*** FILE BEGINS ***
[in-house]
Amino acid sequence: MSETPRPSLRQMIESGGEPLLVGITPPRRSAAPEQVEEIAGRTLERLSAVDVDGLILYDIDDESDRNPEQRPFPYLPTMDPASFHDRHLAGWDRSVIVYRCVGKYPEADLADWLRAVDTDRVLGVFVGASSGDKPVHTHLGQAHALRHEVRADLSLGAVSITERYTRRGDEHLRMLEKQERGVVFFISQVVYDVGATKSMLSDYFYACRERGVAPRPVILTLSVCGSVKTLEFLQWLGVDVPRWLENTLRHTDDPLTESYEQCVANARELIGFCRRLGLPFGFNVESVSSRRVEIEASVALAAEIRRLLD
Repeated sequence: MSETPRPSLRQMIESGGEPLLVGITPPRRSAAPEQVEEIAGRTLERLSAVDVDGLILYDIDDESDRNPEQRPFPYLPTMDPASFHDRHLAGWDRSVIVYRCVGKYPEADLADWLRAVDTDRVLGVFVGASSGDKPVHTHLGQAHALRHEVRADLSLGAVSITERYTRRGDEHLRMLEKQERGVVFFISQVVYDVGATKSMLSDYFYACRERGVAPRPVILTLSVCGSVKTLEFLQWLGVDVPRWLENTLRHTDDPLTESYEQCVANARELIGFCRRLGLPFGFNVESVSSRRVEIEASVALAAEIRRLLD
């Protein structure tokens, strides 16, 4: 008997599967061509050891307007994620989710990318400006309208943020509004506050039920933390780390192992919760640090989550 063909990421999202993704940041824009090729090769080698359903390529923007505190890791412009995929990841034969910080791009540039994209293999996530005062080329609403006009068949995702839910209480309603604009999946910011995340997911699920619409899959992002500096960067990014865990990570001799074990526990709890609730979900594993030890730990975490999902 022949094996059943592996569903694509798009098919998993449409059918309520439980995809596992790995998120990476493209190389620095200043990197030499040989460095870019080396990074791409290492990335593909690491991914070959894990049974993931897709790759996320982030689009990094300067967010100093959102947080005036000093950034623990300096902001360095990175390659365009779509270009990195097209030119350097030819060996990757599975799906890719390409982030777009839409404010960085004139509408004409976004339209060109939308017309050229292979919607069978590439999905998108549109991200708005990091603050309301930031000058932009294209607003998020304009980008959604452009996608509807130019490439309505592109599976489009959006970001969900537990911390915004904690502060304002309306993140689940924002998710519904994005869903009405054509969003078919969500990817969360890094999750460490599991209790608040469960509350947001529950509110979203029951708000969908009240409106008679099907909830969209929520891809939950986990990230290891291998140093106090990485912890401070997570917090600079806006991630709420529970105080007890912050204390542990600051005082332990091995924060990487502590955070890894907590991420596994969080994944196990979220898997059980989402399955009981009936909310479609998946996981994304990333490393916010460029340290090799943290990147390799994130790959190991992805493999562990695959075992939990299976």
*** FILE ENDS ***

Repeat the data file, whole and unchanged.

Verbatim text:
[in-house]
Amino acid sequence: MSETPRPSLRQMIESGGEPLLVGITPPRRSAAPEQVEEIAGRTLERLSAVDVDGLILYDIDDESDRNPEQRPFPYLPTMDPASFHDRHLAGWDRSVIVYRCVGKYPEADLADWLRAVDTDRVLGVFVGASSGDKPVHTHLGQAHALRHEVRADLSLGAVSITERYTRRGDEHLRMLEKQERGVVFFISQVVYDVGATKSMLSDYFYACRERGVAPRPVILTLSVCGSVKTLEFLQWLGVDVPRWLENTLRHTDDPLTESYEQCVANARELIGFCRRLGLPFGFNVESVSSRRVEIEASVALAAEIRRLLD
Repeated sequence: MSETPRPSLRQMIESGGEPLLVGITPPRRSAAPEQVEEIAGRTLERLSAVDVDGLILYDIDDESDRNPEQRPFPYLPTMDPASFHDRHLAGWDRSVIVYRCVGKYPEADLADWLRAVDTDRVLGVFVGASSGDKPVHTHLGQAHALRHEVRADLSLGAVSITERYTRRGDEHLRMLEKQERGVVFFISQVVYDVGATKSMLSDYFYACRERGVAPRPVILTLSVCGSVKTLEFLQWLGVDVPRWLENTLRHTDDPLTESYEQCVANARELIGFCRRLGLPFGFNVESVSSRRVEIEASVALAAEIRRLLD
């Protein structure tokens, strides 16, 4: 008997599967061509050891307007994620989710990318400006309208943020509004506050039920933390780390192992919760640090989550 063909990421999202993704940041824009090729090769080698359903390529923007505190890791412009995929990841034969910080791009540039994209293999996530005062080329609403006009068949995702839910209480309603604009999946910011995340997911699920619409899959992002500096960067990014865990990570001799074990526990709890609730979900594993030890730990975490999902 022949094996059943592996569903694509798009098919998993449409059918309520439980995809596992790995998120990476493209190389620095200043990197030499040989460095870019080396990074791409290492990335593909690491991914070959894990049974993931897709790759996320982030689009990094300067967010100093959102947080005036000093950034623990300096902001360095990175390659365009779509270009990195097209030119350097030819060996990757599975799906890719390409982030777009839409404010960085004139509408004409976004339209060109939308017309050229292979919607069978590439999905998108549109991200708005990091603050309301930031000058932009294209607003998020304009980008959604452009996608509807130019490439309505592109599976489009959006970001969900537990911390915004904690502060304002309306993140689940924002998710519904994005869903009405054509969003078919969500990817969360890094999750460490599991209790608040469960509350947001529950509110979203029951708000969908009240409106008679099907909830969209929520891809939950986990990230290891291998140093106090990485912890401070997570917090600079806006991630709420529970105080007890912050204390542990600051005082332990091995924060990487502590955070890894907590991420596994969080994944196990979220898997059980989402399955009981009936909310479609998946996981994304990333490393916010460029340290090799943290990147390799994130790959190991992805493999562990695959075992939990299976």